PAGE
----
4- Remain Professional and Minimize Distractions
During a video interview, it can be hard to minimize distractions but try your hardest. Silence your phones, turn off computer notifications, close any other browser tabs, put the dogs in another room, and let roommates or anyone else around you know to not disturb you. Make sure you are completely focused on your interview and the questions being asked.
Extra tip: Cover the small box that shows your image if you have a problem concentrating on the interviewer.
5- Research and Prepare
Companies and interviewers are gauging your interest in the position. Be prepared with questions that you have memorized to show you have researched the company. Do that research on the organization, its industry, its products, and its accolades, so you’re prepared to discuss them during your interview. Memorizing your questions will minimize the chance of distractions and make the conversation more genuine.
For an in-person interview, we advise showing up ten minutes before the meeting. For video interviews, be ready ten minutes beforehand, but only sign onto the platform one minute before you start. Normally these programs will notify the interviewer when you enter the virtual room. If you enter early, this could cause the interviewer to rush and join the meeting unexpectedly. Also, they could be using their video platform for another meeting. If you sign in too early, you could disrupt their previous meeting.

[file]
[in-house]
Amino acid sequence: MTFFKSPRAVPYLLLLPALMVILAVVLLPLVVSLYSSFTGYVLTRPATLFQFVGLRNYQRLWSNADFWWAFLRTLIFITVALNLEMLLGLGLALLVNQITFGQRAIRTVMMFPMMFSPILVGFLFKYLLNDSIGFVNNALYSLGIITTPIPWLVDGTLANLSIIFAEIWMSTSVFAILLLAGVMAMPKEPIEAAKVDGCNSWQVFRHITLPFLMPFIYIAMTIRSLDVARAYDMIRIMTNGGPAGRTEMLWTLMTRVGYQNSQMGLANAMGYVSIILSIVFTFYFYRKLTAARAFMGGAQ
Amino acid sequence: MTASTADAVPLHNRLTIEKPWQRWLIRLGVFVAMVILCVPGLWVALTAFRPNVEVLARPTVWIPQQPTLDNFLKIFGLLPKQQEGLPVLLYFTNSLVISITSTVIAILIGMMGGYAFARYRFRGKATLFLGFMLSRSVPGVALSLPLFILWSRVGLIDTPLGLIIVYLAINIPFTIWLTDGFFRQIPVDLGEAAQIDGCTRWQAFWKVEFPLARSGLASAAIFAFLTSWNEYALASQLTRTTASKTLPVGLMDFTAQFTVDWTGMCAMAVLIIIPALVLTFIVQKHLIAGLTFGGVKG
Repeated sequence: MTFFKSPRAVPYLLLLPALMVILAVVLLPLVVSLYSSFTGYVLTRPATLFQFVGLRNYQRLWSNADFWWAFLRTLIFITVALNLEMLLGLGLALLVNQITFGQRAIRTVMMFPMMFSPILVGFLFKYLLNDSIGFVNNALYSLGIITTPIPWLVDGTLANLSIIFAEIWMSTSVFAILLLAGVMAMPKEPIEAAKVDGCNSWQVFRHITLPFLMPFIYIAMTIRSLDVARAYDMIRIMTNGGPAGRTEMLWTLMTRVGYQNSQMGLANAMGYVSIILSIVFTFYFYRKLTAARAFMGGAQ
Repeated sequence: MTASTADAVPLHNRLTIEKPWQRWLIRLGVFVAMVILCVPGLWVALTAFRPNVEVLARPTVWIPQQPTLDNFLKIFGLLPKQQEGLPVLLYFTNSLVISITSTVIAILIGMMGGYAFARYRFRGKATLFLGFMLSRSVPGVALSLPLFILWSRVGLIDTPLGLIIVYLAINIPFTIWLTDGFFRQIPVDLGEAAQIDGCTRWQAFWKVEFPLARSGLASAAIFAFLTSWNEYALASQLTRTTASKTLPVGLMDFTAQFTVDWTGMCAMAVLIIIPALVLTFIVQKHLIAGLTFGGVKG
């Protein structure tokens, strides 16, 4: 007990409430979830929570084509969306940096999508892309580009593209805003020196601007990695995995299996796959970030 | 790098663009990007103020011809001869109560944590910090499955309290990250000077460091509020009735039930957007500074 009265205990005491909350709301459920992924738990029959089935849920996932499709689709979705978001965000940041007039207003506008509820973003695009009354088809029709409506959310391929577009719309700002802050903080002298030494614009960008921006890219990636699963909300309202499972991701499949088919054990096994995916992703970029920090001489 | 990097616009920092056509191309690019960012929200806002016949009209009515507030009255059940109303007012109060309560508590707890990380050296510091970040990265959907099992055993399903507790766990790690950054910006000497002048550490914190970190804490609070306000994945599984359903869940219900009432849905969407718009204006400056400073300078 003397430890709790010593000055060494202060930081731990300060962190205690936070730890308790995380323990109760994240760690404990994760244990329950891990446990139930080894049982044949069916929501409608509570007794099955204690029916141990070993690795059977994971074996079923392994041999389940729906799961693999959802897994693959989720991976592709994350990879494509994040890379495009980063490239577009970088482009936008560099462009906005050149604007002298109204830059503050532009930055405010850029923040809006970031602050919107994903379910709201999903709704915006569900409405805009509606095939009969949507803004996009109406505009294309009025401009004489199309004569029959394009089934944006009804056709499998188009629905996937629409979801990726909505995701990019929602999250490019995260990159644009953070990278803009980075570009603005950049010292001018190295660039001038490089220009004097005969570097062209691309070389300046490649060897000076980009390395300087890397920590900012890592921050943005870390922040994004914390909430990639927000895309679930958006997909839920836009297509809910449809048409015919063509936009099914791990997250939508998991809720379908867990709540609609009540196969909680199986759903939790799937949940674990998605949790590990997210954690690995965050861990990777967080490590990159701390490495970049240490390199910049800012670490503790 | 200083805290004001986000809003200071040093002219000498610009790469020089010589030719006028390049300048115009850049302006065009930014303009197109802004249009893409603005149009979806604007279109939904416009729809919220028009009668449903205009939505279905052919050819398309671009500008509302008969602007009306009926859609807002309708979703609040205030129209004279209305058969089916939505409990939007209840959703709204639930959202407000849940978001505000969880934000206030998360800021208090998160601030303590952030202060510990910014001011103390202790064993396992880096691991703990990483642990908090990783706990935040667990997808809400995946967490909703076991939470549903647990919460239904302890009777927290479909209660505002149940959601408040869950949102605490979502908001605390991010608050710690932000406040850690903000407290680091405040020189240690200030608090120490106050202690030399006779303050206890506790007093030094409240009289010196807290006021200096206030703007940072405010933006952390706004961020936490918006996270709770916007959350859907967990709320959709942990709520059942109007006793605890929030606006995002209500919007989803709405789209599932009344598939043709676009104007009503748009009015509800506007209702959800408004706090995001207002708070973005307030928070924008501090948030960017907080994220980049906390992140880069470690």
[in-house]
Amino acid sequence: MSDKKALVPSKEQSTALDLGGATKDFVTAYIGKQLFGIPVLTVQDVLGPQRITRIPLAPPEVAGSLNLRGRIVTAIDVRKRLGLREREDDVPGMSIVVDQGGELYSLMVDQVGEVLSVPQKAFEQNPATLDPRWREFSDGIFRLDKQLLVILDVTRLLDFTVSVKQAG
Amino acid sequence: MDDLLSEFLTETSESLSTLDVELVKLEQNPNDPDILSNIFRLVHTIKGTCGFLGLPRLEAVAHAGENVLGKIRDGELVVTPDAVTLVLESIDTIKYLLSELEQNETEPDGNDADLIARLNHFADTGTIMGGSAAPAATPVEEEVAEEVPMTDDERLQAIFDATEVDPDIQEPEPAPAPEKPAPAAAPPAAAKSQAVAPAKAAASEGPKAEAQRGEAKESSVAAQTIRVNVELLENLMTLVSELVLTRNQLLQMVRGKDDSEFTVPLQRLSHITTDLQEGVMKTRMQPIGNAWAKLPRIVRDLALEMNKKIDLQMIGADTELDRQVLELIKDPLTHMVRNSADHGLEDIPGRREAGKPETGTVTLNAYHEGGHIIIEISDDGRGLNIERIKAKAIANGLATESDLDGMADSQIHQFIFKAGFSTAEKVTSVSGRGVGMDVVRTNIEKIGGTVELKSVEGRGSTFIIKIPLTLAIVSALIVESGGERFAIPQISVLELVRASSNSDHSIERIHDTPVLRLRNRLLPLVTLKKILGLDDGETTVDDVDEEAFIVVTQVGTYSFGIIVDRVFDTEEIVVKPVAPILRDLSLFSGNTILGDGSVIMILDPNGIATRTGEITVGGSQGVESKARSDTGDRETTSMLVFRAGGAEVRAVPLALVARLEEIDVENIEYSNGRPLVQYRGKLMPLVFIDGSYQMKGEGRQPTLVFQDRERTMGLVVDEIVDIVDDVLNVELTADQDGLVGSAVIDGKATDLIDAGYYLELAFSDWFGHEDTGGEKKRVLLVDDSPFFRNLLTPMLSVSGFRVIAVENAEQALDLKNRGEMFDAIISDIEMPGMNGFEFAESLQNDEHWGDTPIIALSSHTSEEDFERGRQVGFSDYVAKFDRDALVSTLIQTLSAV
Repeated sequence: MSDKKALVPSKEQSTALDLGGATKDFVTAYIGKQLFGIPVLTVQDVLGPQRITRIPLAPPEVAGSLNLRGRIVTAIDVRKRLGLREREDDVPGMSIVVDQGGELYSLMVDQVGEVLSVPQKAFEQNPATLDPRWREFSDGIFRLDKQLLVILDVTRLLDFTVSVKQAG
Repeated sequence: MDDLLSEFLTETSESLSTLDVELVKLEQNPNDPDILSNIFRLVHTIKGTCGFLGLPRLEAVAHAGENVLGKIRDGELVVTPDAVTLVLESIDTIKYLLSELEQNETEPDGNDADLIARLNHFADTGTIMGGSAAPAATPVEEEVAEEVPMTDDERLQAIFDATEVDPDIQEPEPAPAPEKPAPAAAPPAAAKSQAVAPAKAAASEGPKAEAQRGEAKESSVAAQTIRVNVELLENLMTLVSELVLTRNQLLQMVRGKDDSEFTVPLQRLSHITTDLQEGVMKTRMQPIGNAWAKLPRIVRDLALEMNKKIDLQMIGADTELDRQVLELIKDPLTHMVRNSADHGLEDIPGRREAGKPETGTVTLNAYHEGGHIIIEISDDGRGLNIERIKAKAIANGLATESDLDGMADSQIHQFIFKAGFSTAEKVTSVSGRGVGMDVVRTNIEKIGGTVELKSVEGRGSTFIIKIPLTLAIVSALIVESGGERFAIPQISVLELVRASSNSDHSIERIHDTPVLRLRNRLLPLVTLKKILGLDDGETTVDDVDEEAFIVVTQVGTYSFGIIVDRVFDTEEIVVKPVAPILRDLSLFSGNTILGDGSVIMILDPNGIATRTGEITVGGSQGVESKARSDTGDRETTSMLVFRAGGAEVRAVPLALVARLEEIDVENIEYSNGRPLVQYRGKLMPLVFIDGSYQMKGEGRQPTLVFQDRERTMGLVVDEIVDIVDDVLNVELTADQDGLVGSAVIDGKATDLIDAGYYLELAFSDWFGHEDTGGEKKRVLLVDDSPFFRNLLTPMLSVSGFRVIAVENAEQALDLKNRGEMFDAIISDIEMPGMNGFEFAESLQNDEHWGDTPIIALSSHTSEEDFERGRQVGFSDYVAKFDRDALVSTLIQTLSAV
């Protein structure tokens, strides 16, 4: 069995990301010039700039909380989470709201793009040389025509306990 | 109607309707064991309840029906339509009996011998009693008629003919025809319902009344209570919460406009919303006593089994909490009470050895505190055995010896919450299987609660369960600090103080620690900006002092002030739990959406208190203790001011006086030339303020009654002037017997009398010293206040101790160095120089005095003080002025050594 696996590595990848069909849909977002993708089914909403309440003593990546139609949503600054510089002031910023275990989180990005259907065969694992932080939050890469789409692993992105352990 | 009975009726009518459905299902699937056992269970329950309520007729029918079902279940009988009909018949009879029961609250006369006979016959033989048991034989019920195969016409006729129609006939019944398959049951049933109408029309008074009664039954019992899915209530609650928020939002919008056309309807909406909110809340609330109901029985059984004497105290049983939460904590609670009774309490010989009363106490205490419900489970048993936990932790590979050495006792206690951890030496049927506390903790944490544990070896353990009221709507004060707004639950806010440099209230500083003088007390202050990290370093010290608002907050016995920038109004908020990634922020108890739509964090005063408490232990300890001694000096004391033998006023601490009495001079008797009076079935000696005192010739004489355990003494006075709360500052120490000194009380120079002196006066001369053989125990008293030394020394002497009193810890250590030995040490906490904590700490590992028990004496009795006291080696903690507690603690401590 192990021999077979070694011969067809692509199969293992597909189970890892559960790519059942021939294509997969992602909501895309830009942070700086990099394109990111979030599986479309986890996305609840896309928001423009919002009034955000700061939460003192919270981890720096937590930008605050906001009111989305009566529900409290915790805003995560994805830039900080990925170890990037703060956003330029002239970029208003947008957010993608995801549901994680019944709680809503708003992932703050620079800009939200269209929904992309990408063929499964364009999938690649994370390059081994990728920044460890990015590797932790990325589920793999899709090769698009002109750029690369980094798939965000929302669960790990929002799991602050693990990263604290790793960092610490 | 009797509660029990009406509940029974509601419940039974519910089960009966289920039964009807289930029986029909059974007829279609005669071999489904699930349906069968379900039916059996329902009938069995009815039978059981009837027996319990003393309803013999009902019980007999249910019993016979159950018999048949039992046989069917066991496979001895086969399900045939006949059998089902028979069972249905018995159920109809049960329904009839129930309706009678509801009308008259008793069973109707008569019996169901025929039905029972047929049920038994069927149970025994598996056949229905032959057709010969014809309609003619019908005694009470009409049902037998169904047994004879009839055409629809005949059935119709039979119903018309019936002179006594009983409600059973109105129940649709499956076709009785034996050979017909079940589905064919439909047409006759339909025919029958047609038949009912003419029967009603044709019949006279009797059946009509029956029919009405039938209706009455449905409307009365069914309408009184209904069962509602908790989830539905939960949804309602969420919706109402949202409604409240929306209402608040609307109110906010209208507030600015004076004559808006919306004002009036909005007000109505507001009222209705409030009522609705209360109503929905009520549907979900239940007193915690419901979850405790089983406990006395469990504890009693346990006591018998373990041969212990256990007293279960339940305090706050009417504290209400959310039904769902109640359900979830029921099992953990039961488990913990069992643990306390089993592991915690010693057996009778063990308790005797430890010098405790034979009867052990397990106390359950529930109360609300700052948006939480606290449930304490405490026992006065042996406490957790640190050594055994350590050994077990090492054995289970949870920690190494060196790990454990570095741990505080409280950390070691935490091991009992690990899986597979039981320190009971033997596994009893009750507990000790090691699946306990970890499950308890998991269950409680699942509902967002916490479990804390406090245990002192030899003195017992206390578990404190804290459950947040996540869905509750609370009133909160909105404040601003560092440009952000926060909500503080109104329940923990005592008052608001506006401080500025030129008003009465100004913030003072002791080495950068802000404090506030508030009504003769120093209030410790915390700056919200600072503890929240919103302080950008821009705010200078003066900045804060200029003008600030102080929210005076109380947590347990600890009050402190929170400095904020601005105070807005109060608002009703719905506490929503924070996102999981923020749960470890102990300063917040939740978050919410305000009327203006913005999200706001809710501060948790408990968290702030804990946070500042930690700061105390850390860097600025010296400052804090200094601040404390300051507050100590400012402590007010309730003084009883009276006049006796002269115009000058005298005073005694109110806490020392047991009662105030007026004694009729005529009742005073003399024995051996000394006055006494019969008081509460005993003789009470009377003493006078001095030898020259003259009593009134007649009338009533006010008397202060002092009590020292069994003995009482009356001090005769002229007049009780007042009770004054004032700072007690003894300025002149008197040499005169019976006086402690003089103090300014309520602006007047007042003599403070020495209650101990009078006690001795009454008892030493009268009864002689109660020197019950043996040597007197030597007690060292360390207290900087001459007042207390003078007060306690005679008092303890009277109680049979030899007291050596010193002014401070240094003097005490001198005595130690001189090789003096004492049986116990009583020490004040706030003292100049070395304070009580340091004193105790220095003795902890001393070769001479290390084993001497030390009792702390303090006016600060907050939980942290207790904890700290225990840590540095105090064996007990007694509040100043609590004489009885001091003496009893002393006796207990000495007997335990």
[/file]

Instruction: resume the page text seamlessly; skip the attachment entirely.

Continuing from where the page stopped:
7- Body Language
Body language can convey a lot about your personality. Sit up straight and avoid touching your laptop. Keep your hands on your lap and avoid moving around frequently. Even if you might be, you don’t want to seem nervous or anxious. You want to convey a confident and professional demeanor. Try and look at the camera when speaking and not on the screen. That is how you virtually “look someone in the eye.” This might feel uncomfortable at first, and it takes practice to get used to it.
8- Be Yourself
We understand that video interviews can be uncomfortable, but try your best to relax. Forget about everything else and just let your personality do the talking. You were invited to this interview because you are qualified and possess suitable skills, now let them get to know you. Be confident; you got this!
Red Flag’s to Avoid
After surveying various internal recruiters, we compiled a list of what they would consider the biggest red flags on a video interview. Try and learn from these to avoid making the same mistakes:
Messy background or living space.
Looking away from the screen or blatantly not paying attention.
Loud background and not being able to hear.
Internet service that goes in and out, making it impossible to conduct an appropriate interview.
Unprofessional attire or demeanor (in their words “looks like they just rolled out of bed”).
Unusual Zoom background.
Candidates saying their camera is not working the day of the interview.
Robotic answers or looking like they are reading from a script.
Showing up late for the video interview.
Rushing to get off video and being arrogant.